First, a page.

Primary and Secondary Sources
When searching for information for inclusion in a literature review, consider evaluating sources' authority, purpose, relevance, date, source of publication, and references.
Source of Publication
After searching for sources and before writing a literature review, it is important to consider the most effective way to meaningfully present the literature. What is the best order to present your sources? What are the most important topics that have emerged in the literature that you should include?
Literature reviews may be organized in different ways, including by chronology, theme, or methodology:
A chronological literature review is organized according to when the articles being discussed were written; however, a chronological literature review also may organize sources in chronological order by theme. Subsections in this type of review may be organized around time periods or time periods within a theme being discussed.
A thematic literature review is organized around a theme, topic, or issue present in the literature. Thematic literature reviews may have a chronological component however, such as the development of a theme, topic, or issue over time. Subsections in this type of review may be organized around the subtopics on that theme, topic, or issue being discussed.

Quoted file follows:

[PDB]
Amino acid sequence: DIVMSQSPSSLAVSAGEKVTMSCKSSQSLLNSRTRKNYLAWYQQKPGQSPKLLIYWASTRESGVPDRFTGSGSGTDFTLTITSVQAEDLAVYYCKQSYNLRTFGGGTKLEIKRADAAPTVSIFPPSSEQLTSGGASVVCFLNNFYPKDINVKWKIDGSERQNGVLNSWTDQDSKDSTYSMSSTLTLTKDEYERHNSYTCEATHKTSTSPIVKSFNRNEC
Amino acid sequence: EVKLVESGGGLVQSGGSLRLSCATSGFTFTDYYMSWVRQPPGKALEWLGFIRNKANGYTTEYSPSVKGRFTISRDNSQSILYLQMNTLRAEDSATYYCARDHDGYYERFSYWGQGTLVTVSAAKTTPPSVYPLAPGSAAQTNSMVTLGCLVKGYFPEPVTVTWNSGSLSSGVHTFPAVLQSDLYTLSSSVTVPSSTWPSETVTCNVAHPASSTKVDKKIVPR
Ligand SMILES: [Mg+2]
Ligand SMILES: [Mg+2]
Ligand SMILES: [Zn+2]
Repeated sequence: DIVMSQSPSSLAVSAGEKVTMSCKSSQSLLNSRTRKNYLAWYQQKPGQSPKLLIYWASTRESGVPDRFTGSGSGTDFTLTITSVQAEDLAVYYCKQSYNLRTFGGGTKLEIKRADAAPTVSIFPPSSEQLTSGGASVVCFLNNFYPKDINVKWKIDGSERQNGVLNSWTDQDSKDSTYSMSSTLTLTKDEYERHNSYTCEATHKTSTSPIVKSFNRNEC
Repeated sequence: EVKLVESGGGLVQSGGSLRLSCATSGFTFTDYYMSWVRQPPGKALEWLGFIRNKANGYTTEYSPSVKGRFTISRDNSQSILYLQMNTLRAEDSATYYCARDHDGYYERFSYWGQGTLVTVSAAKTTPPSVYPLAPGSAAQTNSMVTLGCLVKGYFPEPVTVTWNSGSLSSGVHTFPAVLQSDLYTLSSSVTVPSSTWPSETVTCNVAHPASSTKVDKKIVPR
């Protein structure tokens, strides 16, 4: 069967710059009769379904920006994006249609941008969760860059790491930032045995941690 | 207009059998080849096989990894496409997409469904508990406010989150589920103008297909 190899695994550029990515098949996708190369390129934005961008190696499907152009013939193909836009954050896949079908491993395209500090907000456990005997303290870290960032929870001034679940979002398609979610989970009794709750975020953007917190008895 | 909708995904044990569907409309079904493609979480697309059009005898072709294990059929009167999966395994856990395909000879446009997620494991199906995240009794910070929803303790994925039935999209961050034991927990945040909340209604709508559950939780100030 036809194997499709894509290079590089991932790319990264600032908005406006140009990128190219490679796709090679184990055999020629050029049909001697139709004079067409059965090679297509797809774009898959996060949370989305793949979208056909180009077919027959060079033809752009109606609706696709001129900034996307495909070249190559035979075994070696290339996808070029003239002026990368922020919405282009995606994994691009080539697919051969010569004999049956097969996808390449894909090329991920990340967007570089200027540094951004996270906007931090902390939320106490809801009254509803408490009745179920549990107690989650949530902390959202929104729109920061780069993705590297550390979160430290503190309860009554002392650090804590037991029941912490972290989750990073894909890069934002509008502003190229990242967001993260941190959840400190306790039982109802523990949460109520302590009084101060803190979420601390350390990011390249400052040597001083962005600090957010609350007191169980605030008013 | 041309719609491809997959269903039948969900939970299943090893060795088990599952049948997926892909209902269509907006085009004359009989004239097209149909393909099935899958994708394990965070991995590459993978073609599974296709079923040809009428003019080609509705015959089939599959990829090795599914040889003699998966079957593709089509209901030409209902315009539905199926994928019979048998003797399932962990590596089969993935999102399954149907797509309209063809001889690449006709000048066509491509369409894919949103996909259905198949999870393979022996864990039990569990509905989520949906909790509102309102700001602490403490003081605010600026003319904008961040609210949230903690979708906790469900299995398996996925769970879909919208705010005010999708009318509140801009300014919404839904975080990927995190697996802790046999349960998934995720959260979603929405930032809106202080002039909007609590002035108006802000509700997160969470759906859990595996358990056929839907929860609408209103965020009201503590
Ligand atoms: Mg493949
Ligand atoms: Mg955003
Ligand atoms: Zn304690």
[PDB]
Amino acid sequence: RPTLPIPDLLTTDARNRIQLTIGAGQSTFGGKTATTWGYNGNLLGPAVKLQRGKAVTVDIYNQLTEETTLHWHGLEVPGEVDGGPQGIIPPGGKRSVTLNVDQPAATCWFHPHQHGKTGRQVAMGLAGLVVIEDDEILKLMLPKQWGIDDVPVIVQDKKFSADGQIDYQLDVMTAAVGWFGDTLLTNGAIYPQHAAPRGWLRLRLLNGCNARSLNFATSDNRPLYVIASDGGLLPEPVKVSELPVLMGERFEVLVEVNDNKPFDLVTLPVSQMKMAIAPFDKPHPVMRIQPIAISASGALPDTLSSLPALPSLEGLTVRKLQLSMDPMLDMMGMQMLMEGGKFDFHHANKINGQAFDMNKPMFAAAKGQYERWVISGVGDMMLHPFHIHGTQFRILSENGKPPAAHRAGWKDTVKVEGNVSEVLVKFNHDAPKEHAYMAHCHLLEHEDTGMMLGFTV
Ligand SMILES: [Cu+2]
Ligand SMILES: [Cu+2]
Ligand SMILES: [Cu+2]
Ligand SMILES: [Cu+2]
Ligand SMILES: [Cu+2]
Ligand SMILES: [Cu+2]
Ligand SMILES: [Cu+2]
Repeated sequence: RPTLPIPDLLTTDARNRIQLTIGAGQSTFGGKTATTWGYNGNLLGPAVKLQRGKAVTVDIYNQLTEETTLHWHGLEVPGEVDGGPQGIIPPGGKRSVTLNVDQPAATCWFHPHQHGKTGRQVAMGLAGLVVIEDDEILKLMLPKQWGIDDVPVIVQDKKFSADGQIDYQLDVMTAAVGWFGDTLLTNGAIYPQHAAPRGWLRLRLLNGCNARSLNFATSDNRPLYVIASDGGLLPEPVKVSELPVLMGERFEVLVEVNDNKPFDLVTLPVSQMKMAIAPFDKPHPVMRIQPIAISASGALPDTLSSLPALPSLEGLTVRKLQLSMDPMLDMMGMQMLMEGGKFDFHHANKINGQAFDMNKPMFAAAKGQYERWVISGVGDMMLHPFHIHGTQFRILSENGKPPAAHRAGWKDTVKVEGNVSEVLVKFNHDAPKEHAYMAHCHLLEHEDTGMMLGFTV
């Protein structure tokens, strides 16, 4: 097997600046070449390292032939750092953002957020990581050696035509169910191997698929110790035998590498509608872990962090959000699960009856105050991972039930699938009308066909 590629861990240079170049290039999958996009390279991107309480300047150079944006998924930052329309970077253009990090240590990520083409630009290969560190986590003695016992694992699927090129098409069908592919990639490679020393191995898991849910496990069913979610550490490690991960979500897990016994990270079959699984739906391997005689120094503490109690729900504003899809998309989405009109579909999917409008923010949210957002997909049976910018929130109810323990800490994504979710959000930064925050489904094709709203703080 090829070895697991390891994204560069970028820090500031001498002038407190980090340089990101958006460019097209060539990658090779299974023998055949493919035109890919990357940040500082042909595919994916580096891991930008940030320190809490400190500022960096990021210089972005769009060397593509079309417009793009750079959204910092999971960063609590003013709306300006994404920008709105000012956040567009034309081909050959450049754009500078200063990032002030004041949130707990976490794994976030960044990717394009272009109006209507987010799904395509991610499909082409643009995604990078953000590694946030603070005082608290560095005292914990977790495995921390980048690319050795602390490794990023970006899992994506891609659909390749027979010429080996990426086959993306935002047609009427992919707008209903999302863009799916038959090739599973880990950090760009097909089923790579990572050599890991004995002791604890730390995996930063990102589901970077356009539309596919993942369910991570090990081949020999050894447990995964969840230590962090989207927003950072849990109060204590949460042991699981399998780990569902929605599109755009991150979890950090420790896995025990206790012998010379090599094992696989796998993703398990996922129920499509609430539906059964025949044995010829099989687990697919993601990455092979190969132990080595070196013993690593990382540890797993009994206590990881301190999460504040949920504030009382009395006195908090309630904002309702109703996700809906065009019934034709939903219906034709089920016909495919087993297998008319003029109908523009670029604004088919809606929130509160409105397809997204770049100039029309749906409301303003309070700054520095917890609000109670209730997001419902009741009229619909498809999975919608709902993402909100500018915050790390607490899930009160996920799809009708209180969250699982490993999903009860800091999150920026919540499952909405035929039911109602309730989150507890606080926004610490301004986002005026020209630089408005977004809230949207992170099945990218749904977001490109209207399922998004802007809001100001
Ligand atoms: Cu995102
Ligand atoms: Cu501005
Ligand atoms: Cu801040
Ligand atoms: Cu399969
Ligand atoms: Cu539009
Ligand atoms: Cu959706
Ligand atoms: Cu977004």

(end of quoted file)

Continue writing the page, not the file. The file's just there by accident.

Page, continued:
A methodological literature review is organized around the methods of the researchers and authors whose work is being discussed. If the literature review focuses on methods, the types of literature included will be affected (e.g., randomized controlled trials, systematic reviews, etc.) and reflect the way in which the literature is discussed.
There may be additional sections of a literature review, including sections introducing or providing background information to help the audience understand the situation; a chronological progression of literature or ideas relevant to the topic of the review; the criteria and methods by which you selected sources, including why certain source types were included; and any questions to be answered or ideas for future research.
Source: University of North Carolina at Chapel Hill Writing Center and University of Texas at Dallas McDermott Library
When writing a literature review, consider the overall organization of your paper in the introduction, body, and conclusion:
Conclusion or Recommendations